Citigroup slammed Nasdaq OMX Group Inc’s plan to compensate firms harmed by Facebook’s botched market debut to the tune of $62 million, saying in a regulatory filing the exchange should be liable for hundreds of millions more, according to a letter seen by Reuters.
Citi said Nasdaq’s actions in the May 18 initial public offering amounted to “gross negligence,” in the letter to the U.S. Securities and Exchange Commission, which had not yet been made public.
Citi’s market-making arm, Automated Trading Desk, lost around $20 million in the May 18 IPO, a source told Reuters in May. That is just a sliver of the upwards of $500 million that market-making firms – which facilitate trades, backing them with their own capital – and brokers lost in the $16 billion IPO.
Liabilities at U.S. exchanges, which have some regulatory duties, are capped in most instances. Nasdaq’s cap in most instances is $3 million a month.
But the New York-based exchange should be fully liable for all of the IPO losses, Citi argued, because it was operating in the capacity of a for-profit company during the IPO, and as such it should not have regulatory immunity.
“Nasdaq cannot cloak its actions in immunity because it was acting exclusively as a for-profit business, and not as a market regulator, when it made the grossly negligent business decisions that caused market participants hundreds of millions of dollars of losses,” Citigroup said in the letter.
A Nasdaq spokesman declined to comment.
UBS AG has disclosed it lost more than $350 million when the lack of timely order confirmations by Nasdaq caused UBS’s internal systems to re-enter orders multiple times. The Swiss bank has threatened legal actions to recover the losses.
The other top retail market makers involved in the IPO Knight Capital Group, which sources have said is leaning toward accepting Nasdaq’s plan, and hedge fund Citadel, which is in favor of the plan both lost $30 million-$35 million in the IPO.
Decision to move forward
Facebook’s eagerly anticipated IPO was initially delayed by 30 minutes due to a technical glitch.
Nasdaq then made the decision to put through a fix to the systems problem and get the stock trading by way of a secondary matching engine that led new orders and changes in orders that came in later to not show up in the opening price. A matching engine pairs bids and offers to complete trades.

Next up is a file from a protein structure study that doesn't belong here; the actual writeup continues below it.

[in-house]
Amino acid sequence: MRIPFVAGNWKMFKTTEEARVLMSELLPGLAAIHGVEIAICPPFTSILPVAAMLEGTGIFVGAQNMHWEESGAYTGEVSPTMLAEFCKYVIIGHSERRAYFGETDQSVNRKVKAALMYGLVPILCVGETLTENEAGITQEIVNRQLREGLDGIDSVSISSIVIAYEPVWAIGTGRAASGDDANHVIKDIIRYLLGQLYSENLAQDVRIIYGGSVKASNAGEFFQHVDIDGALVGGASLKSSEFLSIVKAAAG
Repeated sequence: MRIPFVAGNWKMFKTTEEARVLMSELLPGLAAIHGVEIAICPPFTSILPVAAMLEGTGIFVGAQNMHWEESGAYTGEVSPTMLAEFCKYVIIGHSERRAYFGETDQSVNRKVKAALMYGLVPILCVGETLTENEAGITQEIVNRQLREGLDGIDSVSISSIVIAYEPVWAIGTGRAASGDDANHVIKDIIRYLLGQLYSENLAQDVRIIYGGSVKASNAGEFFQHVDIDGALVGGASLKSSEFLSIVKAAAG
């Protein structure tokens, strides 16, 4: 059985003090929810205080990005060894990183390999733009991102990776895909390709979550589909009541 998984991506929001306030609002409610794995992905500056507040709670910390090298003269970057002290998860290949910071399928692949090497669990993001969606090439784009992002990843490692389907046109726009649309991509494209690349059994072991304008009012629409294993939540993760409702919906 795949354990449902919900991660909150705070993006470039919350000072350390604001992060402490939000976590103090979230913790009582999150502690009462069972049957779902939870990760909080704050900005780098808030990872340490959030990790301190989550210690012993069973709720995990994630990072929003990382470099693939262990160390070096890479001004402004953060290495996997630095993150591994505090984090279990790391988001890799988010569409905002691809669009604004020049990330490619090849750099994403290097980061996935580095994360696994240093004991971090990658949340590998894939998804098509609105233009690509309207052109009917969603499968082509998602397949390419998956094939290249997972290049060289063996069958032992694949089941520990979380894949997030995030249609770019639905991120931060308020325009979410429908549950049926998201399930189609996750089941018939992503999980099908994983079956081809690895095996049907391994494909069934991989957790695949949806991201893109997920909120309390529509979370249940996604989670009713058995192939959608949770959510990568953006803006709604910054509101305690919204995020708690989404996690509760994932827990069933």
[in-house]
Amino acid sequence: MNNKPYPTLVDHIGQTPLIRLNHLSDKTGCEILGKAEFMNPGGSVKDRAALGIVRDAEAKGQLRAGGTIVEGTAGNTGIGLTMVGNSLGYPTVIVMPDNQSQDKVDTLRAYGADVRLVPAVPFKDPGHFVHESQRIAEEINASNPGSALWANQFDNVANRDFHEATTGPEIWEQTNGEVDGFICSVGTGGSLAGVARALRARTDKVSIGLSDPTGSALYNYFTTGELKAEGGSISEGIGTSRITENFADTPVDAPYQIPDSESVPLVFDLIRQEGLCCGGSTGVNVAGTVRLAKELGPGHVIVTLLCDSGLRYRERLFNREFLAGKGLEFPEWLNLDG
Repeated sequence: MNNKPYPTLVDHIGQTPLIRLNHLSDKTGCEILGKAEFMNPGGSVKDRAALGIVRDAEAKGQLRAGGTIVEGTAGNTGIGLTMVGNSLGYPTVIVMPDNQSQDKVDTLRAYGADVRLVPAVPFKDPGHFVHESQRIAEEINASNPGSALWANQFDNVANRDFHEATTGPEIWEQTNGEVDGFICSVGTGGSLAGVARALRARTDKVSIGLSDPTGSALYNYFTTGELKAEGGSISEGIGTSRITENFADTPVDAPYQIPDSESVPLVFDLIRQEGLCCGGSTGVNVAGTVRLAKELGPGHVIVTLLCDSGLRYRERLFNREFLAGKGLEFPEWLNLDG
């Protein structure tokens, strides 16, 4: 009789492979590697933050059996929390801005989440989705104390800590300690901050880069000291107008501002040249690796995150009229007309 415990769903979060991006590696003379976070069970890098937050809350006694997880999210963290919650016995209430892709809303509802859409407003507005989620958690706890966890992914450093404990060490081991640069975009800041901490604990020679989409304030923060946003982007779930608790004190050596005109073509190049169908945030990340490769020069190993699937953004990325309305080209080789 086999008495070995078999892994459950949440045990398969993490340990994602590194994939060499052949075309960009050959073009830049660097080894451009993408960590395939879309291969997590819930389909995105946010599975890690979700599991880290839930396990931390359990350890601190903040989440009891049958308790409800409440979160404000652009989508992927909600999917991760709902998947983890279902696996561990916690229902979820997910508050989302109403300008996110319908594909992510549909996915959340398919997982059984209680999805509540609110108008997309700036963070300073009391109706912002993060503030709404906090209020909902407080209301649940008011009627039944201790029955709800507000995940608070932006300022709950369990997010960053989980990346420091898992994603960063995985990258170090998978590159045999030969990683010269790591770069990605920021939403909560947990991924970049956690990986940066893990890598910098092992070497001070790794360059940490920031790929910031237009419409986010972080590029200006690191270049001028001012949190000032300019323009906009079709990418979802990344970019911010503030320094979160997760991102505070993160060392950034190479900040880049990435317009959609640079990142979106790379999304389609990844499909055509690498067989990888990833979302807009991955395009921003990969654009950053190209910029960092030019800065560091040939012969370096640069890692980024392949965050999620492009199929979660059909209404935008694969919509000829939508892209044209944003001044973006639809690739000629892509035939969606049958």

Eric Noll, Nasdaq’s head of transaction services, later said in a statement earlier that the fix instead led to 2-1/2 hours of uncertainty during which brokers were unable to see the results of their trades.
Citi said in its letter that the decision to move forward with the IPO was a business decision made in haste. Further, it said trading should not have been allowed to continue during the confusion that followed.
The $62 million all-cash reimbursement plan Nasdaq submitted to the SEC is $22 million larger than originally proposed. The prior plan was made up mostly of trading rebates, which drew loud protests from other exchanges and market makers.
Nasdaq emphasized that it was not obligated to compensate firms for the glitch-ridden IPO, and that it’s plan was voluntary. It gave strict parameters as to which types of orders could qualify to be reimbursed, and added that firms that sign on would have to waive their right to sue the exchange.
Comment letters on the proposal to the SEC were due by Wednesday.
Citadel, in a letter available on the SEC’s website dated August 21, called for the SEC to approve Nasdaq’s proposal.
It said the issue of whether Nasdaq, as a for-profit enterprise, should be afforded liability protections, was one that should be addressed at another time.
“The proposed accommodation standards are objective and fair,” Citadel said in the letter.
But some broker-dealers argued Nasdaq’s reimbursement plan should be broader.
New York-based Triad Securities Corp said in a filing on August 20 it believes “Nasdaq’s theory of compensation is based on factual error,” and should be increased.
Facebook’s shares began trading at 11:30 a.m. on May 18 at an opening price of $42, but many investors did not receive confirmations that their pre-market orders had gone through for hours after. Many buy and sell orders did not actually go out until later in the day, while others, including cancellations, were lost altogether.
At issue in Nasdaq’s proposal is the establishment of a benchmark price of $40.527 at which “a reasonably diligent member” could have acted to mitigate losses, the proposal said.
Nasdaq said firms should have realized that some opening orders were not going to be filled when many, but not all orders, were executed at 1:50 p.m. It said firms should have cut losses by selling their positions into the market over the next 45 minutes.
Vandham Securities Corp, based in Woodcliff Lake, New Jersey, also argued in an August 21 filing Nasdaq should more fully compensate its members.
Both Vandham and Triad said Nasdaq was telling its customers after the market closed on the day of the IPO that orders could be sold at an opening price of $42, so firms should not have been expected to take actions to sell their positions and cut their losses.
“Vandham requests that the commission not approve the portion of Nasdaq’s proposal that sets a limit on the amount that customer’s losses will be reimbursed, but instead recommends that customers be reimbursed for their losses in full,” the broker said in its filing.
Nasdaq shares closed down 2.2 percent at $23.19 on Tuesday.